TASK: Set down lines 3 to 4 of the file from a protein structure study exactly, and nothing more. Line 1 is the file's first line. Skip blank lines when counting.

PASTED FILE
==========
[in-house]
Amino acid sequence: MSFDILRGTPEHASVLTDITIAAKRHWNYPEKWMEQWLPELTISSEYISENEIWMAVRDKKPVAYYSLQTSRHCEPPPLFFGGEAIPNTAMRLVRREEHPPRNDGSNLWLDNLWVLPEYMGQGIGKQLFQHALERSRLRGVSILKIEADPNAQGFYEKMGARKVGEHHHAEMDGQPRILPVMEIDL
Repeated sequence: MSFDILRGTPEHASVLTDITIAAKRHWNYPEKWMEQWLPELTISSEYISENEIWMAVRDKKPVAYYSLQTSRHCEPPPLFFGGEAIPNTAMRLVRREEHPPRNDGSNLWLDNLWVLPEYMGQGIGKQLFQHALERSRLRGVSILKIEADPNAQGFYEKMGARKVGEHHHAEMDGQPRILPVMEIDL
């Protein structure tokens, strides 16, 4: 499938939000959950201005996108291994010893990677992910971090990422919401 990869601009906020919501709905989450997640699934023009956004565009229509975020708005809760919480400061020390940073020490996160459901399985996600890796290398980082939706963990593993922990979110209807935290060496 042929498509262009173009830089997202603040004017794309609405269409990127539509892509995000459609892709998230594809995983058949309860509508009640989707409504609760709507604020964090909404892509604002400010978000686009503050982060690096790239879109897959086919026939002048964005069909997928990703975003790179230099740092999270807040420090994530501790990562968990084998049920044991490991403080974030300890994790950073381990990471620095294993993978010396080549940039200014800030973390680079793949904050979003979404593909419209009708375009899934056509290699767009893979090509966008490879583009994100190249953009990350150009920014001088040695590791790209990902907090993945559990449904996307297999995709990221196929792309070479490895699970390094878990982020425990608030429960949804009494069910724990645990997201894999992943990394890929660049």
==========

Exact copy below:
Repeated sequence: MSFDILRGTPEHASVLTDITIAAKRHWNYPEKWMEQWLPELTISSEYISENEIWMAVRDKKPVAYYSLQTSRHCEPPPLFFGGEAIPNTAMRLVRREEHPPRNDGSNLWLDNLWVLPEYMGQGIGKQLFQHALERSRLRGVSILKIEADPNAQGFYEKMGARKVGEHHHAEMDGQPRILPVMEIDL
């Protein structure tokens, strides 16, 4: 499938939000959950201005996108291994010893990677992910971090990422919401 990869601009906020919501709905989450997640699934023009956004565009229509975020708005809760919480400061020390940073020490996160459901399985996600890796290398980082939706963990593993922990979110209807935290060496 042929498509262009173009830089997202603040004017794309609405269409990127539509892509995000459609892709998230594809995983058949309860509508009640989707409504609760709507604020964090909404892509604002400010978000686009503050982060690096790239879109897959086919026939002048964005069909997928990703975003790179230099740092999270807040420090994530501790990562968990084998049920044991490991403080974030300890994790950073381990990471620095294993993978010396080549940039200014800030973390680079793949904050979003979404593909419209009708375009899934056509290699767009893979090509966008490879583009994100190249953009990350150009920014001088040695590791790209990902907090993945559990449904996307297999995709990221196929792309070479490895699970390094878990982020425990608030429960949804009494069910724990645990997201894999992943990394890929660049």